…I don’t know. I mean mathematically, energy is preserved. Scientifically speaking, nothing is destroyed. If something is destroyed, it manifests mass energy equivalence, like E=mc2. In that sense, certainly the atoms or the molecules that make up you, the most tiny things, persevere. Whether the ego or the id, or the sense of self perseveres, I don’t know.

Could you talk about the casting of this movie?

Well, I didn’t really know that I was going to make the movie until I met Michael Pitt. We had a general meeting, we were both at William Morris, and we had a general meeting in Brooklyn—a rabbit hole on Bedford—and they asked me if I wanted to meet Michael Pitt. And I had admired him for a very, very long time, so I jumped at the opportunity just to chat.

And during the conversation, I had a constant flow of ideas and things in different stages in my mind. And I told him the story of I Origins, and he said “that is really cool. I’d love to hear more about that one day.” And that kind of set off a wildfire in my head to write it. Like I had it for 12 years floating in the ether, and I had written many, many things on it, but I didn’t have this as a script.

How do you bring in the scientific and spiritual elements at the same time?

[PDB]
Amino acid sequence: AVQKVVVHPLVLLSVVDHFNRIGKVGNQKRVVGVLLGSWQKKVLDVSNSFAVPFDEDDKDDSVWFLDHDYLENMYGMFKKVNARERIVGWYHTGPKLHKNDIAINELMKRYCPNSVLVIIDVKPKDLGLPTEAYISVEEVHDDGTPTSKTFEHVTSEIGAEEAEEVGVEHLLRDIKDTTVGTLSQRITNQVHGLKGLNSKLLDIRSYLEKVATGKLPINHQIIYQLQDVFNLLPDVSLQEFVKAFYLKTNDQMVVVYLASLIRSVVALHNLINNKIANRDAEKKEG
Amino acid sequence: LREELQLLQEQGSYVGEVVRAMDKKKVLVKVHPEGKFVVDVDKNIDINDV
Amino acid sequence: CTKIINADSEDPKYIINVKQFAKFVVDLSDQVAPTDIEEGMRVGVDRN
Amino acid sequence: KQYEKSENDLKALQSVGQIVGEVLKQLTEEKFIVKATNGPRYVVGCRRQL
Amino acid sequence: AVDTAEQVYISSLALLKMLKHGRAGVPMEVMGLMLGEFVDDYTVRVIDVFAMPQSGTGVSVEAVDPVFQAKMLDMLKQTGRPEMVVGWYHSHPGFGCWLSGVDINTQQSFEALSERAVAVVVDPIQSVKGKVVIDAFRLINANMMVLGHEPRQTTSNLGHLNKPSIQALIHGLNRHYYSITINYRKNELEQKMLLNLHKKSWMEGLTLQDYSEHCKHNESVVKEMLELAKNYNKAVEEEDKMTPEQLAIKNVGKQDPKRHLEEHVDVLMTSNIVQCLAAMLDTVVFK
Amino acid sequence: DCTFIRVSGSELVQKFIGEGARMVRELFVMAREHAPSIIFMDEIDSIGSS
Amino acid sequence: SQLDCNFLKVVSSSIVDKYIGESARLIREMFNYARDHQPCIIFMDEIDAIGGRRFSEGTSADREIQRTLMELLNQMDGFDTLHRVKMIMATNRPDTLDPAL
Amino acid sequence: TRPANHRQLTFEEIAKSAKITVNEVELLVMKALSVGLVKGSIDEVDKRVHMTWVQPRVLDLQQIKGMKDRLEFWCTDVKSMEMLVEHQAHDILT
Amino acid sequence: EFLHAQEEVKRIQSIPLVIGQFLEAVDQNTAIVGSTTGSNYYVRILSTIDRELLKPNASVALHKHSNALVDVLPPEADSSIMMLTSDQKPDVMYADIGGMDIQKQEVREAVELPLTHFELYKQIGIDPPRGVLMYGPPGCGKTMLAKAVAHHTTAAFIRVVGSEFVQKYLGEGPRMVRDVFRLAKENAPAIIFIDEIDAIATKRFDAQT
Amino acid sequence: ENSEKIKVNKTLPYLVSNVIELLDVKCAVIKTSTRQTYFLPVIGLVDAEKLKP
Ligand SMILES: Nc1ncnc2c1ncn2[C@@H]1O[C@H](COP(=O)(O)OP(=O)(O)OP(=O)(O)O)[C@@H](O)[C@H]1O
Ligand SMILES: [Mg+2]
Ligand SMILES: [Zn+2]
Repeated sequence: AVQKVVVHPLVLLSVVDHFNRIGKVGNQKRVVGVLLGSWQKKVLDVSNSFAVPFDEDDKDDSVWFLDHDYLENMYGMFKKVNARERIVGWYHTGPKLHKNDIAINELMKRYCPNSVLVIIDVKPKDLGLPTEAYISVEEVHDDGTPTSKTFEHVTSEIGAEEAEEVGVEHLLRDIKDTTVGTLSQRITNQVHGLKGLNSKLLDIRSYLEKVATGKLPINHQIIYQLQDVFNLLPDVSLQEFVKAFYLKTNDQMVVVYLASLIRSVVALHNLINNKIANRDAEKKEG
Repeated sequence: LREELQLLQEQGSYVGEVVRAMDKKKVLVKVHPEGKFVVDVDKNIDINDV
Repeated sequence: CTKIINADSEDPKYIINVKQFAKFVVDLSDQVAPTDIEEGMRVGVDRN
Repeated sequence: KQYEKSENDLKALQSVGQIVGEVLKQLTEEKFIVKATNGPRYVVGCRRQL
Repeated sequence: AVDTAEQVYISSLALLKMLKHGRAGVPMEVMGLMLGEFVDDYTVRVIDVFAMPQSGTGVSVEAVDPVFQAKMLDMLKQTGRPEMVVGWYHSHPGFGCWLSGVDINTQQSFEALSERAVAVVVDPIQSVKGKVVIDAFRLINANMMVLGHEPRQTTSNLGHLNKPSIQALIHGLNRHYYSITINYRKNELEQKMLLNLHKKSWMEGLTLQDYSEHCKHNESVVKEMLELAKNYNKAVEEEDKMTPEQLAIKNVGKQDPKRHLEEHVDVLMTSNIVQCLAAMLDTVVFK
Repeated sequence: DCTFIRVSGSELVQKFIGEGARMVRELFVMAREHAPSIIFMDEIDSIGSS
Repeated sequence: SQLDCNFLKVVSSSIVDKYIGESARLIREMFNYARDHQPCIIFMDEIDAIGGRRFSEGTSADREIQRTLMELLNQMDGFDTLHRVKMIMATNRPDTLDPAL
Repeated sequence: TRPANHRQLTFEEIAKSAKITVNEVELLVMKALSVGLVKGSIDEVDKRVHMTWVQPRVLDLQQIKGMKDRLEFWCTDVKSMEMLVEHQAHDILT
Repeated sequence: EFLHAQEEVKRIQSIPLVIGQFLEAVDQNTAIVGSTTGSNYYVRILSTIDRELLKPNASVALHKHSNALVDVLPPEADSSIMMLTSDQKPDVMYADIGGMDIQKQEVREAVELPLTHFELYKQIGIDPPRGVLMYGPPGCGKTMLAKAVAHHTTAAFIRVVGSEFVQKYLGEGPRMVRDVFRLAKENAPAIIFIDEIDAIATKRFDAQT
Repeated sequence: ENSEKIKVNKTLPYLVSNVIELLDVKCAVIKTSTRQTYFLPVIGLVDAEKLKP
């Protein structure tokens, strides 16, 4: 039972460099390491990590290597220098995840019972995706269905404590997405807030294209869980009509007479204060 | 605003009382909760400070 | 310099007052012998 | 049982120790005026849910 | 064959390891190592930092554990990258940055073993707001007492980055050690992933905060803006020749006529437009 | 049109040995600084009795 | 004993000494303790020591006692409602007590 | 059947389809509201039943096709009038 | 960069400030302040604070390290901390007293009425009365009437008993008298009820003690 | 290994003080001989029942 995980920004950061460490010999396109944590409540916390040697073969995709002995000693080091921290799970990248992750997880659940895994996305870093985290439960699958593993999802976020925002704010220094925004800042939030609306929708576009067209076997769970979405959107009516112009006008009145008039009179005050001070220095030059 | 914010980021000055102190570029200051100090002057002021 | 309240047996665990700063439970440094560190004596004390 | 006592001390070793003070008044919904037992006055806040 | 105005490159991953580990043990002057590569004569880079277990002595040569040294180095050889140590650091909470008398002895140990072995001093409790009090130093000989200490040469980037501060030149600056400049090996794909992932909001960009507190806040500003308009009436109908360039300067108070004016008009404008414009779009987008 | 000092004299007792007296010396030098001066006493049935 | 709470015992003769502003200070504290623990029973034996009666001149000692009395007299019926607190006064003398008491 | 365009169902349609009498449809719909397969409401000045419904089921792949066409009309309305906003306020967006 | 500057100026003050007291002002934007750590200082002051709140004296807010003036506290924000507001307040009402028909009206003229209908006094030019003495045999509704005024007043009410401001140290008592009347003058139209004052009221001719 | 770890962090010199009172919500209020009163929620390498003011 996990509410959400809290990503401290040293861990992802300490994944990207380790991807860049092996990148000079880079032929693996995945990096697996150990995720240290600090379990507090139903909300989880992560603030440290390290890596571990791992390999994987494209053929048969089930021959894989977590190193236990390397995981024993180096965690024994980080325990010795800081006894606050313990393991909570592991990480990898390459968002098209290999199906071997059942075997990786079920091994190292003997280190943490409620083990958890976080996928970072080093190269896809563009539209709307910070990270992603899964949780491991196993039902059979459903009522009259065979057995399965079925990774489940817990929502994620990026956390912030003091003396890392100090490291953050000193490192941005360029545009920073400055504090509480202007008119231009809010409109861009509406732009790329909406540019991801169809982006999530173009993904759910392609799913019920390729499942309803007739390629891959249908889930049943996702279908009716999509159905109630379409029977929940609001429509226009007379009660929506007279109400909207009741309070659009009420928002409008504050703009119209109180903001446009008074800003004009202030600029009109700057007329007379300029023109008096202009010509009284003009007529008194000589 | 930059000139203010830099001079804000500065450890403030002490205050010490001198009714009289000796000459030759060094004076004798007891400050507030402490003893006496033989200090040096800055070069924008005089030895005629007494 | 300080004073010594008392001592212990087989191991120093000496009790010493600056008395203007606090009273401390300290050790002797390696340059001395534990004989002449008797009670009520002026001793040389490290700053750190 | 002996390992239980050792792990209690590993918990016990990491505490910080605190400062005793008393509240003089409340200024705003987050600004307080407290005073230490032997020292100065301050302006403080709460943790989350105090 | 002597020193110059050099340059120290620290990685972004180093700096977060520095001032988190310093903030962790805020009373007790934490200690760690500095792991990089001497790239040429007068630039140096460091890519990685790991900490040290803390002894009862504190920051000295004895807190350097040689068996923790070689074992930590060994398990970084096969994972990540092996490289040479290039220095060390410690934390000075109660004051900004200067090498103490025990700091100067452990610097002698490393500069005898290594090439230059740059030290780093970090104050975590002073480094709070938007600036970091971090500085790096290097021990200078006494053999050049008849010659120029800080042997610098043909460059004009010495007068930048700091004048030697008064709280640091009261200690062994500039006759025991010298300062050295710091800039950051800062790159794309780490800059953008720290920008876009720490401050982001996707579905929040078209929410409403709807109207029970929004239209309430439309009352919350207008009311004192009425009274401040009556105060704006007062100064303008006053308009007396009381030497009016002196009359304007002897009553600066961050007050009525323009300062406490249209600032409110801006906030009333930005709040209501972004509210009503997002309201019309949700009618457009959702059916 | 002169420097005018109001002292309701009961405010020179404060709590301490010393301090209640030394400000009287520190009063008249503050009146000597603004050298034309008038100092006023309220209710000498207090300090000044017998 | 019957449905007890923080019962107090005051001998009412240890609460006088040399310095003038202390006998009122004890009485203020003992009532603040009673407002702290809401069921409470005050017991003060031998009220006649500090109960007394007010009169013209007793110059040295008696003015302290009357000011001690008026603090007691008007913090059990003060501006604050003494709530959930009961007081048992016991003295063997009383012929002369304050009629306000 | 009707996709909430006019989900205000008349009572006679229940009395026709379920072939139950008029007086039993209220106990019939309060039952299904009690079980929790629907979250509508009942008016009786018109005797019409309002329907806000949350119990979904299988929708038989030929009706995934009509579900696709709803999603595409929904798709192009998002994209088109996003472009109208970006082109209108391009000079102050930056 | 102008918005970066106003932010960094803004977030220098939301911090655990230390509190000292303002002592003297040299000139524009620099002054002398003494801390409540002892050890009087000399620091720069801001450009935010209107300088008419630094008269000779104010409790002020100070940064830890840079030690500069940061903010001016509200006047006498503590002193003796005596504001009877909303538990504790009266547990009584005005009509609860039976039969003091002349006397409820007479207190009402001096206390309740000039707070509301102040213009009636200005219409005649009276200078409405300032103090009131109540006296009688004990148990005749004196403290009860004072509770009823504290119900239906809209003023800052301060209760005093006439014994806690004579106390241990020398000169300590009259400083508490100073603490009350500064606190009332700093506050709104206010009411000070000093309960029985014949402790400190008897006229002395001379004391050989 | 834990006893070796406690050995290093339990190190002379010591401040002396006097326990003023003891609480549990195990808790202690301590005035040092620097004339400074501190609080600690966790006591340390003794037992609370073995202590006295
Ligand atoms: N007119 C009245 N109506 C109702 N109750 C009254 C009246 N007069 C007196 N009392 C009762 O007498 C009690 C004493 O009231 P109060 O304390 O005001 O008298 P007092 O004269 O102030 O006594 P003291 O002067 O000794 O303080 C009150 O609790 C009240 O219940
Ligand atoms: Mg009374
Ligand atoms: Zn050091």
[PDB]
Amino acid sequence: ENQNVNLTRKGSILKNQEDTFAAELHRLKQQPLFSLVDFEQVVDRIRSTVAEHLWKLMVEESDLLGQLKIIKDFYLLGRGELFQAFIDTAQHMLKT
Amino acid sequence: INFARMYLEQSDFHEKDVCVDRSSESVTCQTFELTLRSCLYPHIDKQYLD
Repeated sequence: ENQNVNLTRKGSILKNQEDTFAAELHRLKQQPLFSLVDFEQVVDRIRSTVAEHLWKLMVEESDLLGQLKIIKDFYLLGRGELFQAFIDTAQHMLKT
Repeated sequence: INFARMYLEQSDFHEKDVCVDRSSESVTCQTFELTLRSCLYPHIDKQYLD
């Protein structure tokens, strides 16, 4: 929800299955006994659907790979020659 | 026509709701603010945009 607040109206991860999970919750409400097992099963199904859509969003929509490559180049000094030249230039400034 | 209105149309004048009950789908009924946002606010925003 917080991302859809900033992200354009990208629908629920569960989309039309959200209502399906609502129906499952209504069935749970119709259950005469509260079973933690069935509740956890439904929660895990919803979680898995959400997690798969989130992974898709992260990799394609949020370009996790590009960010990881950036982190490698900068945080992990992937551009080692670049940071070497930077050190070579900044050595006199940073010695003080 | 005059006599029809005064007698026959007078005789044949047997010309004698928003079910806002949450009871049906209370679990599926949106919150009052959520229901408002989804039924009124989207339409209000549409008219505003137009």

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Well, I think in science fiction, writers are often influenced by current technologies and where they may go in the future to tell their stories. You look at Mary Shelley with Frankenstein, electricity was animating dead things, and it was extrapolated to be this great horror sci-fi. But that’s what science fiction writers do, except for Jules Verne, who was completely prophetic. But otherwise, iris biometrics was founded in 1987, that is when it first began at Cambridge University and John Daugman invented iris biometrics. So, it’s an extrapolation about where it might end up.

So, for me, I wanted to make the movie grounded in now, using technologies now, but also being science fiction.

I Origins is now playing in theaters in select cities.